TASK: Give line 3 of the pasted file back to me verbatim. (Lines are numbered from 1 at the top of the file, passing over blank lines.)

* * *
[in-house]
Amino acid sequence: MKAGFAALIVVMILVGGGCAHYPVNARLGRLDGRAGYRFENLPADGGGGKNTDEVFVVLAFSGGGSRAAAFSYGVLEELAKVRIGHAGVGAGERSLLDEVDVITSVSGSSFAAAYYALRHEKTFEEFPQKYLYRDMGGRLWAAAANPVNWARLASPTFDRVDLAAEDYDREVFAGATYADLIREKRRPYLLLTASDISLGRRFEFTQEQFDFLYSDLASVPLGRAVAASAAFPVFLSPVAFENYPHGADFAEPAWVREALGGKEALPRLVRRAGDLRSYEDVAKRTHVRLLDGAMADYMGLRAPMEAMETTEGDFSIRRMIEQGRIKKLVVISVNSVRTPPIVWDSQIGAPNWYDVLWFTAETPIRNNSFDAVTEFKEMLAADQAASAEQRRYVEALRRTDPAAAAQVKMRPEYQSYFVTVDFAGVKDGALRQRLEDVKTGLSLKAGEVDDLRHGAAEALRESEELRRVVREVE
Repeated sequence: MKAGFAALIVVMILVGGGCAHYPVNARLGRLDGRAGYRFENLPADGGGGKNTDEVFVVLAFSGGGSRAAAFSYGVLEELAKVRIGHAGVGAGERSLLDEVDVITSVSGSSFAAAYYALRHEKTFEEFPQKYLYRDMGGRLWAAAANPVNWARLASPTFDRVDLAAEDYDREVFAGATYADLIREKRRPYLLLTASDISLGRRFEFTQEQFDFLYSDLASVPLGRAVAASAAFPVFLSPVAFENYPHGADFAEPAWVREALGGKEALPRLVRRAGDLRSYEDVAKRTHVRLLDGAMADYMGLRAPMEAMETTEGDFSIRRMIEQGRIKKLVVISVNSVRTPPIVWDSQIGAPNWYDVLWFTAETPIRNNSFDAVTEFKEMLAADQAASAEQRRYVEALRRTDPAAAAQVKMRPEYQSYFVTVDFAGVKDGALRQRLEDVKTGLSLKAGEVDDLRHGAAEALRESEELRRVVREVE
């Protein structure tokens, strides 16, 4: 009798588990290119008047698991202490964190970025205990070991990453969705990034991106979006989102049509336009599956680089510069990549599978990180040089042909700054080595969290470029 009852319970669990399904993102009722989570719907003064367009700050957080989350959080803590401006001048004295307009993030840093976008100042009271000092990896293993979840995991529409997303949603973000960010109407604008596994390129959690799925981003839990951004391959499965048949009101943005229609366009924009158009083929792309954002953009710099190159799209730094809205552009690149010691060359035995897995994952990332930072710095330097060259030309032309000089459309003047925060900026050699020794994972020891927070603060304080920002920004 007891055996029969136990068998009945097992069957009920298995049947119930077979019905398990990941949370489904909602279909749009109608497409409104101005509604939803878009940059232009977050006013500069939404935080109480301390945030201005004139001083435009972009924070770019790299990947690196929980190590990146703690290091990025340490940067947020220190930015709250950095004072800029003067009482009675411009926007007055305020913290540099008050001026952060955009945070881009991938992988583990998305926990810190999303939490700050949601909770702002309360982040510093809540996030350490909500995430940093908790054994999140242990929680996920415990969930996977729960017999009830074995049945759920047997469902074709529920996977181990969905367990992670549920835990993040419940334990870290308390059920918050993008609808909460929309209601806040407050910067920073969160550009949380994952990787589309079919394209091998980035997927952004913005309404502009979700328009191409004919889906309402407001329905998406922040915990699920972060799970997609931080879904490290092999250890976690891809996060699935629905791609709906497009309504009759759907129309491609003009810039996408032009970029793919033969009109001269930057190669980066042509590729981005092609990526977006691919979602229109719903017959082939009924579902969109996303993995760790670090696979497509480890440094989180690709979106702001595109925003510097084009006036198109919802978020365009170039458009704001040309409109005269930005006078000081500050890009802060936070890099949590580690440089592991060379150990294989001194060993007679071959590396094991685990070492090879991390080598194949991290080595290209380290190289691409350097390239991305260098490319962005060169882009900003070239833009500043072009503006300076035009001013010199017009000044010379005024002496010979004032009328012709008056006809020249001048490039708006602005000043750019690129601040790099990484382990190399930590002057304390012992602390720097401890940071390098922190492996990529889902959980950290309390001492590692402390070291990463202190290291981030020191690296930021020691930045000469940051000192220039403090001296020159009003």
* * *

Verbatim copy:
Repeated sequence: MKAGFAALIVVMILVGGGCAHYPVNARLGRLDGRAGYRFENLPADGGGGKNTDEVFVVLAFSGGGSRAAAFSYGVLEELAKVRIGHAGVGAGERSLLDEVDVITSVSGSSFAAAYYALRHEKTFEEFPQKYLYRDMGGRLWAAAANPVNWARLASPTFDRVDLAAEDYDREVFAGATYADLIREKRRPYLLLTASDISLGRRFEFTQEQFDFLYSDLASVPLGRAVAASAAFPVFLSPVAFENYPHGADFAEPAWVREALGGKEALPRLVRRAGDLRSYEDVAKRTHVRLLDGAMADYMGLRAPMEAMETTEGDFSIRRMIEQGRIKKLVVISVNSVRTPPIVWDSQIGAPNWYDVLWFTAETPIRNNSFDAVTEFKEMLAADQAASAEQRRYVEALRRTDPAAAAQVKMRPEYQSYFVTVDFAGVKDGALRQRLEDVKTGLSLKAGEVDDLRHGAAEALRESEELRRVVREVE